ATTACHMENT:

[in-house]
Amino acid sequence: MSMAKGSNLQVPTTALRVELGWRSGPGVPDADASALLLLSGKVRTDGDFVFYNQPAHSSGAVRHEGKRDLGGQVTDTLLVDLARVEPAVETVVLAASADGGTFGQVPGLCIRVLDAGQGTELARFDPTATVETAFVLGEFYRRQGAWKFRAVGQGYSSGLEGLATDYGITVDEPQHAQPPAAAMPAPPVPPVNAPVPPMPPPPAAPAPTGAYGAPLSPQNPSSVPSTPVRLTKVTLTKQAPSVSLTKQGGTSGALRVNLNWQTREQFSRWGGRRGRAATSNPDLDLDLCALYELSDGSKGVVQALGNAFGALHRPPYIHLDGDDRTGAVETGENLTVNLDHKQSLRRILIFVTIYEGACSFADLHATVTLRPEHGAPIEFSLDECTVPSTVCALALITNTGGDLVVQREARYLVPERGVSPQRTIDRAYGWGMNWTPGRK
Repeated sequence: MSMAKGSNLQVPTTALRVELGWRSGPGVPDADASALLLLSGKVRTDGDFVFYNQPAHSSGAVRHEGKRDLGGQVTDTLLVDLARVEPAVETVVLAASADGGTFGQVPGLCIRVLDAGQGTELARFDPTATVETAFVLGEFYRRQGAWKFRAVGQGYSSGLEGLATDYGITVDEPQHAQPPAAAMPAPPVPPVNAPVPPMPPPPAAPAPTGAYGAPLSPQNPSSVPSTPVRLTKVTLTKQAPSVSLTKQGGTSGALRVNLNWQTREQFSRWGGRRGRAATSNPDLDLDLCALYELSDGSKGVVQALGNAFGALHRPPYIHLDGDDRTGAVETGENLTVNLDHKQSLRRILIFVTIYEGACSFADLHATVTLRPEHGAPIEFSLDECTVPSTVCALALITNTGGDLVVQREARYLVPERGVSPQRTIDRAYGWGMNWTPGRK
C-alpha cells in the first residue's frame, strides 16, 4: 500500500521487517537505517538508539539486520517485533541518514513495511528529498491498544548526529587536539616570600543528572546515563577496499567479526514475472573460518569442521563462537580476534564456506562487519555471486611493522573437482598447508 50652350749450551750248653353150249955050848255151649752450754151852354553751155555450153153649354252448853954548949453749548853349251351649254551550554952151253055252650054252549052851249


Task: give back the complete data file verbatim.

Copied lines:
[in-house]
Amino acid sequence: MSMAKGSNLQVPTTALRVELGWRSGPGVPDADASALLLLSGKVRTDGDFVFYNQPAHSSGAVRHEGKRDLGGQVTDTLLVDLARVEPAVETVVLAASADGGTFGQVPGLCIRVLDAGQGTELARFDPTATVETAFVLGEFYRRQGAWKFRAVGQGYSSGLEGLATDYGITVDEPQHAQPPAAAMPAPPVPPVNAPVPPMPPPPAAPAPTGAYGAPLSPQNPSSVPSTPVRLTKVTLTKQAPSVSLTKQGGTSGALRVNLNWQTREQFSRWGGRRGRAATSNPDLDLDLCALYELSDGSKGVVQALGNAFGALHRPPYIHLDGDDRTGAVETGENLTVNLDHKQSLRRILIFVTIYEGACSFADLHATVTLRPEHGAPIEFSLDECTVPSTVCALALITNTGGDLVVQREARYLVPERGVSPQRTIDRAYGWGMNWTPGRK
Repeated sequence: MSMAKGSNLQVPTTALRVELGWRSGPGVPDADASALLLLSGKVRTDGDFVFYNQPAHSSGAVRHEGKRDLGGQVTDTLLVDLARVEPAVETVVLAASADGGTFGQVPGLCIRVLDAGQGTELARFDPTATVETAFVLGEFYRRQGAWKFRAVGQGYSSGLEGLATDYGITVDEPQHAQPPAAAMPAPPVPPVNAPVPPMPPPPAAPAPTGAYGAPLSPQNPSSVPSTPVRLTKVTLTKQAPSVSLTKQGGTSGALRVNLNWQTREQFSRWGGRRGRAATSNPDLDLDLCALYELSDGSKGVVQALGNAFGALHRPPYIHLDGDDRTGAVETGENLTVNLDHKQSLRRILIFVTIYEGACSFADLHATVTLRPEHGAPIEFSLDECTVPSTVCALALITNTGGDLVVQREARYLVPERGVSPQRTIDRAYGWGMNWTPGRK
C-alpha cells in the first residue's frame, strides 16, 4: 500500500521487517537505517538508539539486520517485533541518514513495511528529498491498544548526529587536539616570600543528572546515563577496499567479526514475472573460518569442521563462537580476534564456506562487519555471486611493522573437482598447508 50652350749450551750248653353150249955050848255151649752450754151852354553751155555450153153649354252448853954548949453749548853349251351649254551550554952151253055252650054252549052851249